By Robert Schlesinger |
In August 2011, with the country facing the specter of hitting the debt ceiling and defaulting, Congress passed the Budget Control Act of 2011, outlining automatic cuts—or, sequestration—to mandatory and discretionary spending set to take place in 2013 and 2021. These cuts target both security and nonsecurity programs, and they call for the Pentagon to reduce spending by $487 billion over the next 10 years.
Sequestration was designed as a last resort, and the Budget Control Act was meant as an incentive for Congress to figure out a way to reduce the federal deficit through the efforts of the Joint Select Committee on Deficit Reduction, better known as the “super committee.” This 12-person group was charged with issuing a recommendation to Congress for at least $1.5 trillion in deficit reduction to be undertaken over a 10 year period, but they failed to come to an agreement before their by November 23, 2011 deadline. With the super committee’s failure, the automatic defense cuts are still in place, and they are set to take effect starting on January 2, 2013.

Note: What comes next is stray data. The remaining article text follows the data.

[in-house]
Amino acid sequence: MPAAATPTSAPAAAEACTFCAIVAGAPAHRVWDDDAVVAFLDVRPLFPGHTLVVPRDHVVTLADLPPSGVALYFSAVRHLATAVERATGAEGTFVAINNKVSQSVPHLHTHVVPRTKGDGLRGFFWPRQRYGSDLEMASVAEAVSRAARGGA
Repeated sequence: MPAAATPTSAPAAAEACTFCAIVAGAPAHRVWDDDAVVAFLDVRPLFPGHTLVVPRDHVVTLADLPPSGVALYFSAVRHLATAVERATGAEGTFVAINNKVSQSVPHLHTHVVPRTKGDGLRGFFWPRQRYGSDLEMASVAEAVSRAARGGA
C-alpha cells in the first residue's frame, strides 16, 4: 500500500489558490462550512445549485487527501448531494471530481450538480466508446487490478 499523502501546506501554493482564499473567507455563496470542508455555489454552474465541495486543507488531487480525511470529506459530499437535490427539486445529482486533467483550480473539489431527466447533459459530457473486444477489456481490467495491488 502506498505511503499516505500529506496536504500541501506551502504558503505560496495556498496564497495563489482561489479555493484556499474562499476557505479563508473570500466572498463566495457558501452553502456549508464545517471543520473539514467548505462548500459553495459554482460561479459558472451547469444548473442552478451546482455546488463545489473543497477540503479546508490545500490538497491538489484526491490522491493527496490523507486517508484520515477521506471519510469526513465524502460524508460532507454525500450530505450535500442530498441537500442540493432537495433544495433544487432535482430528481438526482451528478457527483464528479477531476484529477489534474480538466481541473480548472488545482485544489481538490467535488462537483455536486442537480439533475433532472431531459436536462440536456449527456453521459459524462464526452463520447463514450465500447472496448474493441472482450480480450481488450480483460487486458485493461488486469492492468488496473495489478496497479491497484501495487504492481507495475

Congress can vote to eliminate these cuts, and proponents of repealing them argue that America’s status as a global super power would be threatened if they are allowed to happen. Their opponents maintain that the American military is already vastly superior to any other force, and they say that the real threat to national security is an out-of-control budget.
Should Congress repeal the scheduled cuts to defense spending? Here’s the Debate Club’s take:
Mackenzie Eaglen Resident Fellow at the Marilyn Ware Center for Security Studies at the American Enterprise Institute
Chris Van Hollen Member of the United States House of Representatives
Benjamin H. Friedman Research Fellow in Defense and Homeland Security Studies at the Cato Institute
Lawrence J. Korb Senior Fellow at the Center for American Progress